5 Things I Wish I Knew Before Becoming a Foster Mom

foster momI almost didn’t write this. Type… delete. Type… delete. Wine. Type… delete.

How do you write the perfect blog post about an imperfect system?

A broken, understaffed, overwhelmed, and at times corrupt system.

I am often asked on my other platforms, “What advice would you give a family considering foster care?” and my gut reaction is “Run. Don’t Do it. SAVE YOURSELF,” and yet, here I am (4 years later), just a foster mama standing in front of a potential foster mama, asking her to join her in the trenches. Because, while it may be a broken system that needs to be burnt to the ground most days, my eyes are locked on the broken hearts that come into my home with nothing more than a black trash bag of the closest things the removing agency could grab in the middle of the night. I can’t do everything or fix much of anything, but I can do this.

READ: Chaos, Fear, and Lots of Love: What It’s Like to Be a Foster Parent

The fact of the matter: There are over 400,000 children in “the system” nationwide, over 20,000 right here in the state of Florida. While the average age of a child in foster care is 7.7 years old, approximately 23,000 children age out every year. Twenty percent of these children will become instantly homeless. There is no gentle way to put it: We need help, and THEY need our help (like yesterday). So, if I were to give advice, here are a few things I would want potential foster families to know:

Foster To REUNIFY.

Despite what you may read in the comments of many Facebook posts, foster care is not designed to be a free adoption option. The children that are being removed from their homes, families/siblings, and cultures deserve to be cared for by a family that isn’t in it for personal gain. The sole intention is (or should be) to provide temporary safe shelter for children in need while their parents/family establish stability. We are to stand in the gap, be the bridge. If your heart is truly set on being a forever family for a child in need, I would encourage you to visit your state’s heart gallery for children who have had their parental rights relinquished and are waiting on their forever home.

Be prepared to look in the mirror.

If you are not prepared to face your own preconceived judgments, privileges, insecurities, and maybe even your own trauma, I would encourage you to hold off a little longer. The most common assumption I hear as a foster mom is children are removed for physical abuse and/or substance abuse, but sometimes (a lot of times) the struggle lies in generational cycles and poverty. Meeting families where they are, wherever they are, can often make the largest impact in motivating families to seek out support.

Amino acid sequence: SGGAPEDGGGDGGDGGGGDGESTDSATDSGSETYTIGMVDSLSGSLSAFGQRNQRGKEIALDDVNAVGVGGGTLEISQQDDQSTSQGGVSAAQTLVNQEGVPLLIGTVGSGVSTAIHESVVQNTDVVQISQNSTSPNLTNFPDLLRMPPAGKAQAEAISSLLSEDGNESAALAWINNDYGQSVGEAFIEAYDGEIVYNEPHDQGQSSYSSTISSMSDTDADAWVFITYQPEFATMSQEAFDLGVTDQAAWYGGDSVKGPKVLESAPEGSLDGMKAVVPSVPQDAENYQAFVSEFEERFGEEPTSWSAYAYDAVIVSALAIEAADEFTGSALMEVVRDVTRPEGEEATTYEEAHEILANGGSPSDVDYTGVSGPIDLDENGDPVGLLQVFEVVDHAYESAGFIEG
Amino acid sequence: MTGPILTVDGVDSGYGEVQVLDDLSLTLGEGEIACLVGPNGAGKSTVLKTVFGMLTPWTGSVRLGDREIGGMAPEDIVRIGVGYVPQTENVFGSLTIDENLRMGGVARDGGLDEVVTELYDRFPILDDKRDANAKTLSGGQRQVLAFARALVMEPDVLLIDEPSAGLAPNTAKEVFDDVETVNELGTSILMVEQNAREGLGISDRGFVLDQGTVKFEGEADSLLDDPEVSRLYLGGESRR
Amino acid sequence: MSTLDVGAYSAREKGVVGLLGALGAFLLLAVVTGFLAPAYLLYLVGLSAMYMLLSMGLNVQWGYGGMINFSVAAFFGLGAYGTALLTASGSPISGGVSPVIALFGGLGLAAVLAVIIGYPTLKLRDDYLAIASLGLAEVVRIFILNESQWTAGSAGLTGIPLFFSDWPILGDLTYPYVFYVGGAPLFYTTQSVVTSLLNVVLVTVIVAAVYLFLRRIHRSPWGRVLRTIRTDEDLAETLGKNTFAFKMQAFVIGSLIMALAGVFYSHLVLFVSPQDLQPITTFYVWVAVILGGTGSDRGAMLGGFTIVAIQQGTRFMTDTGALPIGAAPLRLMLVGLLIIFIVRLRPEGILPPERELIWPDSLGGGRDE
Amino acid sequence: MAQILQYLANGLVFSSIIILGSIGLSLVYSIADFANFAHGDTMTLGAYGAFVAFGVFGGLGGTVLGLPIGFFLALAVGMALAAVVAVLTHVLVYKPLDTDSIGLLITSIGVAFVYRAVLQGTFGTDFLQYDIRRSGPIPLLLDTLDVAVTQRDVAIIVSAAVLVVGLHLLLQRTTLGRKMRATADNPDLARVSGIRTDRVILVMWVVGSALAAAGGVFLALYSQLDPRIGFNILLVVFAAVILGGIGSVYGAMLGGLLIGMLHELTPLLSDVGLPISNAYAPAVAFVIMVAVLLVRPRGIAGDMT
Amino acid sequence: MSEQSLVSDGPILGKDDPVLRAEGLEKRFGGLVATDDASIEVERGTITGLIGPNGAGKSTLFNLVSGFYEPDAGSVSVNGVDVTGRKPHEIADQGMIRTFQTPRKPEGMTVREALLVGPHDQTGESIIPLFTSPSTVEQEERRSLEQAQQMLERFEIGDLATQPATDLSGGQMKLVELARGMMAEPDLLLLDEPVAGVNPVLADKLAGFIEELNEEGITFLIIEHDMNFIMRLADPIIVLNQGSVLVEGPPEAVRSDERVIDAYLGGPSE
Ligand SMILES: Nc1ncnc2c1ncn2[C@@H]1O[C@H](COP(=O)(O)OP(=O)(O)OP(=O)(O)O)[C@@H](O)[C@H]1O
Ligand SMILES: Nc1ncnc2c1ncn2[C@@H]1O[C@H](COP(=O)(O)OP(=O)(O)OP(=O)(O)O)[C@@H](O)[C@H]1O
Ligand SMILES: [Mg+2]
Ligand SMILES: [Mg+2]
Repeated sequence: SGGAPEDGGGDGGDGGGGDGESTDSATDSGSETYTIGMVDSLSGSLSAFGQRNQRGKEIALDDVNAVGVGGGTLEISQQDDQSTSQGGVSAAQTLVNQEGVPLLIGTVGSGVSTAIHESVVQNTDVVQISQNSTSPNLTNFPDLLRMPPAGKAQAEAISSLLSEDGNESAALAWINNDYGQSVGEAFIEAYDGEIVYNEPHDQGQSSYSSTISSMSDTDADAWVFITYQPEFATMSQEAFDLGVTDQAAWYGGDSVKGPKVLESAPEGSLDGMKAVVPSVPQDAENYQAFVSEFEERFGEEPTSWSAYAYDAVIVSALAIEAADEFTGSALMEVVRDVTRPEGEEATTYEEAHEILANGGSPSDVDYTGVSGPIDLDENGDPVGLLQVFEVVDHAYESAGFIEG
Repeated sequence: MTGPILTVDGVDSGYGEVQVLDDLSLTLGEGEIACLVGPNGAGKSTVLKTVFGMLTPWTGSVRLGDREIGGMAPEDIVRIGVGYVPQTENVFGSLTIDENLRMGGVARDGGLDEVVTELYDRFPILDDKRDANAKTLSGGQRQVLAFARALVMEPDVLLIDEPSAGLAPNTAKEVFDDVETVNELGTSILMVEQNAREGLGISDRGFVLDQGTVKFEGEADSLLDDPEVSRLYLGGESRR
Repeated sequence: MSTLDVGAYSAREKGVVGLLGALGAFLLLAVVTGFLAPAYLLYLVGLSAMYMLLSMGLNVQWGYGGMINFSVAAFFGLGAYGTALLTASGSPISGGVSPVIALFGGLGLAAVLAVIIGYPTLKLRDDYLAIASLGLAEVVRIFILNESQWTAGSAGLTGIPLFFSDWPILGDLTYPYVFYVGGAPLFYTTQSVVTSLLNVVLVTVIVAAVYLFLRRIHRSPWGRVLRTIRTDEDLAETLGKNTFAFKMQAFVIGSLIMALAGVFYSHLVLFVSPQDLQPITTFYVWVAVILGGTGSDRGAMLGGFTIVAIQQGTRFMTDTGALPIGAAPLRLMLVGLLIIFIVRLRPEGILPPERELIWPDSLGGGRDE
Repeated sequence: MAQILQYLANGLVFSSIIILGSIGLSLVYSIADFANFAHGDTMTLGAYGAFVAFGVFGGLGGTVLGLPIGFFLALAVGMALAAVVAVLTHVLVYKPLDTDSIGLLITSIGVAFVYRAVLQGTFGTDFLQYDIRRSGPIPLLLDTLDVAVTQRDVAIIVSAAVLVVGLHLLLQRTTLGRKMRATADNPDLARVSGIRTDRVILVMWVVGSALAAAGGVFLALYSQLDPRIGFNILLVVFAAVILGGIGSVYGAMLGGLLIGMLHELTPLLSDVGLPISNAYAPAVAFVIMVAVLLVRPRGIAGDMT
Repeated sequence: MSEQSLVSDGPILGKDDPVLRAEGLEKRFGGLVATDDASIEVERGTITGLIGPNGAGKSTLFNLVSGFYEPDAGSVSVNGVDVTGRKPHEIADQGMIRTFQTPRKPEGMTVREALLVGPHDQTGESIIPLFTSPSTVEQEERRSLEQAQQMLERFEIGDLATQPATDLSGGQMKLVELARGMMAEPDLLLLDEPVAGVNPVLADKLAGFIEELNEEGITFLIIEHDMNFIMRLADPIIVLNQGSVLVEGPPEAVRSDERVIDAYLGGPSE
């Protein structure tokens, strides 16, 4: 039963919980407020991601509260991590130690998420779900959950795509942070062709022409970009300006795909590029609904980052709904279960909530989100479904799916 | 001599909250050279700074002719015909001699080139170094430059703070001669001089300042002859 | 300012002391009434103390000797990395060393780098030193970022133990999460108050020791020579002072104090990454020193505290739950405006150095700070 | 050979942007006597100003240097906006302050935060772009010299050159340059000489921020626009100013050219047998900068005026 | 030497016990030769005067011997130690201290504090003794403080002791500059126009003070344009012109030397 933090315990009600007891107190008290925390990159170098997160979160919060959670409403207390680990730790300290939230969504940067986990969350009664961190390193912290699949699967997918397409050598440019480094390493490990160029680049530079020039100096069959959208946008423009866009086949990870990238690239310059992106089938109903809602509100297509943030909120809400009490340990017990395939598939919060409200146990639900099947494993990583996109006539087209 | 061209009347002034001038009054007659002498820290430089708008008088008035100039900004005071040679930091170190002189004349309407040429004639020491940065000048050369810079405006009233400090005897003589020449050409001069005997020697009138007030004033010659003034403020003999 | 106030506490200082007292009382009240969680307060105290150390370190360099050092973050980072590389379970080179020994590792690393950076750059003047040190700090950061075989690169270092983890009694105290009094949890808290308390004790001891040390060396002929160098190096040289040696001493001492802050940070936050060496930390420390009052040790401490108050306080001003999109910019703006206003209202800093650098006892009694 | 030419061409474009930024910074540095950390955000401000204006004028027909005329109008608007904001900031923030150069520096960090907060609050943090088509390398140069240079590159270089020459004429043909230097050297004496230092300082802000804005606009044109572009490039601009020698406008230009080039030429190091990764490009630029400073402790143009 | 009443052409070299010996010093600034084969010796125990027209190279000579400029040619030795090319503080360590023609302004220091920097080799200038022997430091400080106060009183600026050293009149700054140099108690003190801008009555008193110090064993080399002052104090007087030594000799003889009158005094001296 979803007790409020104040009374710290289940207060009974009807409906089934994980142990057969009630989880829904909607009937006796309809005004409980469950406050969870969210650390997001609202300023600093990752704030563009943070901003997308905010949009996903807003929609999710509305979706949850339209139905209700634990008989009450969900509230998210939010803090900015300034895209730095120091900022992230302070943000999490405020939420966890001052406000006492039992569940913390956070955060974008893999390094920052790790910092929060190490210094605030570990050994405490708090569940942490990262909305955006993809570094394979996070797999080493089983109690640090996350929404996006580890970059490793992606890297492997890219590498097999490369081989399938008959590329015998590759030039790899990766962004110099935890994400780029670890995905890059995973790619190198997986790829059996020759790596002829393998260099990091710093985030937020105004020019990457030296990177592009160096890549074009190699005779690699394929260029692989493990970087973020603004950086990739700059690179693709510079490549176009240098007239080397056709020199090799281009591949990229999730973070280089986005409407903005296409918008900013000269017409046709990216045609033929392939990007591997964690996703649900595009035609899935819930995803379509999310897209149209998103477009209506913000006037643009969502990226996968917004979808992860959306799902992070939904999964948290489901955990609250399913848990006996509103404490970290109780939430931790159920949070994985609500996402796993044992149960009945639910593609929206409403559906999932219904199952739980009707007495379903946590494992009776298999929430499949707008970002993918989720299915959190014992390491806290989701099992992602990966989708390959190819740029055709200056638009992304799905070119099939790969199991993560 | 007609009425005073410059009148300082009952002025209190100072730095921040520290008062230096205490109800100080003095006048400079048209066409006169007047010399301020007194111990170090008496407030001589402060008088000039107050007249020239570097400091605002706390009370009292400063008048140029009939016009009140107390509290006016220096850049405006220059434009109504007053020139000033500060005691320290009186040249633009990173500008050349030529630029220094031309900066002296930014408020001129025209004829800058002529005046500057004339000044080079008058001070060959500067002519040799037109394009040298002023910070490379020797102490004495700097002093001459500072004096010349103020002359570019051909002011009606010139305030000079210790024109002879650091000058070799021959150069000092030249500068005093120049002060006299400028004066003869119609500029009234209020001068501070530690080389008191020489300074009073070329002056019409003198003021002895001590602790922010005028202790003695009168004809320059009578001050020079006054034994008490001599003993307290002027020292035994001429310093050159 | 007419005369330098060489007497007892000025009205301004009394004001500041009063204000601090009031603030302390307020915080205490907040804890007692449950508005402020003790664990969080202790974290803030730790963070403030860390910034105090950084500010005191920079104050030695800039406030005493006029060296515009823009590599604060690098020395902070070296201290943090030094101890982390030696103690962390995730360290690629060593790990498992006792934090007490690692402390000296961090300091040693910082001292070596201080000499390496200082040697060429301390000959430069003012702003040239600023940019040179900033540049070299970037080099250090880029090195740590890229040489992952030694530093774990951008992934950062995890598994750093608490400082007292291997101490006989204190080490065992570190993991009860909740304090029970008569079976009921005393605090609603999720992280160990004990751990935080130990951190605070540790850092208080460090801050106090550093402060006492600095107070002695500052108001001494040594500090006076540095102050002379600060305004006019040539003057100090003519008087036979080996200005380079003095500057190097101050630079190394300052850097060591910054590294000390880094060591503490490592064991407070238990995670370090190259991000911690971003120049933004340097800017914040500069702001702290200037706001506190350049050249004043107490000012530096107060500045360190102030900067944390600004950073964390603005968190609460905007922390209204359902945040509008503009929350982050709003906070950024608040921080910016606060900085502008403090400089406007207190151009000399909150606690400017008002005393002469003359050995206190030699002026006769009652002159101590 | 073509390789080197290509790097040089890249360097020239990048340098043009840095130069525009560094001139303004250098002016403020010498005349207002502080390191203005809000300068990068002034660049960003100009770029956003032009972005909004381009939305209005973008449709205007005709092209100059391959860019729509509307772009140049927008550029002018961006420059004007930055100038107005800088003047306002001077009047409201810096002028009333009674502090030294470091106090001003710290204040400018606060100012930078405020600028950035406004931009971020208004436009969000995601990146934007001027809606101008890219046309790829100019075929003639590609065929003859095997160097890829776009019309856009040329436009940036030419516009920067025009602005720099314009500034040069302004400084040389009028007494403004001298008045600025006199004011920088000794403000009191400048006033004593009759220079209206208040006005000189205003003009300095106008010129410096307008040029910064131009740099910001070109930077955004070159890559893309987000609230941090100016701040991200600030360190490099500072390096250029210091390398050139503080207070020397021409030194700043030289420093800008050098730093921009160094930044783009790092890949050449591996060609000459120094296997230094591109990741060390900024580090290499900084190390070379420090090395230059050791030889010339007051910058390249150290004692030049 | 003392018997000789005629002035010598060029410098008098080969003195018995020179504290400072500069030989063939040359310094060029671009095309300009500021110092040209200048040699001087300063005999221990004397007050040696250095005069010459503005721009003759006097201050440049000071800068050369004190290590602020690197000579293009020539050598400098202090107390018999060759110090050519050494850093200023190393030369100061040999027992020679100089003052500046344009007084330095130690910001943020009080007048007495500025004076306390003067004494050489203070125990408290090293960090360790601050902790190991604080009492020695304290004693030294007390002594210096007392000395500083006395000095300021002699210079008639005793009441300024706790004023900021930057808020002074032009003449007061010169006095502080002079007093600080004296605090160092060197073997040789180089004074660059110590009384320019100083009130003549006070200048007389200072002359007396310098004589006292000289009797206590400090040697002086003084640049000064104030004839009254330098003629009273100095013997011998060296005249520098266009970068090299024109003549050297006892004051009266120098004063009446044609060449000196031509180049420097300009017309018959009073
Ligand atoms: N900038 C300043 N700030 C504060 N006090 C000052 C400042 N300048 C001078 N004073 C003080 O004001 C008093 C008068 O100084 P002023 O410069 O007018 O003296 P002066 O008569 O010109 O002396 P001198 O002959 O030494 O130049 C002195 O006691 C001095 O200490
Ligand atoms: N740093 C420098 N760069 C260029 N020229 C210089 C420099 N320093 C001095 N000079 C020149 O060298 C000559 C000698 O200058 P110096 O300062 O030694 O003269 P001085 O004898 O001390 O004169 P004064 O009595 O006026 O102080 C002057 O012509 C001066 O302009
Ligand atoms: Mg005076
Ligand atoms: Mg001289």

Have a family meeting.

If you already have children in the home, their vote counts, too. Foster care requires sacrifice from all members of the family — sacrifice of time, space, and emotional/mental energy. Adding extra members, even if only temporarily, will affect everyone. Creating safe spaces and adequate quality time for the children you are currently parenting must take priority. You cannot effectively heal broken hearts while actively hurting others.

Remember that silence is golden.

If you want to protect these babies, protect their stories. Many of you will see me share tiny snippets of our foster care journey, but the point of view is always from where I stand. My experiences, my frustrations, and my emotional journey through parenting children that deserve to go home. Their names, faces, the details of their removal, the current state of their parent’s case plan, and quite literally anything else about the intimate moments of their lives are not mine to share. They are mine to guard as if my life depended on it.

They need therapy. You will need therapy. We all should go to therapy.

It is important to know becoming a foster home will require just as much inward work as it does outward. Committing to children who have experienced trauma in any capacity will challenge everything you once knew as normal. Beyond your heart breaking for their circumstances, your mental health will be compromised, finances stretched, sleep disrupted, and social lives rearranged. While you are tending to the physical and emotional needs of your bonus babies, you cannot be afraid to step away to tend to yours and your families. Keep your therapist and favorite respite family on speed dial!

Olly olly oxen free. If I haven’t scared you into hiding completely, I hope to leave you with a little bit of encouragement. Becoming a foster mom has shown me the good in humanity. It has reminded me that I am not alone in this journey, and every single bonus baby that has crossed our threshold is loved and prayed for in some capacity. The community I have found through this experience is like no other I have ever known. Complete strangers right here in our community as well as those that live thousands of miles away, showing up for us with coffee, meals, mattresses, clothing, toys, and so much more. I can’t tell you if this is the right path for you, but I can promise you there are people who have paved the way before you and are eagerly waiting to guide you across.

Ready, set, go. Anyone and everyone are welcome to reach out if you have questions or if you are in need of a larger support community, but if you are in the research phase of your foster care journey these links may help: onemorechild.org, fssjax.org, aecf.org, heartgalleryofamerica.org.


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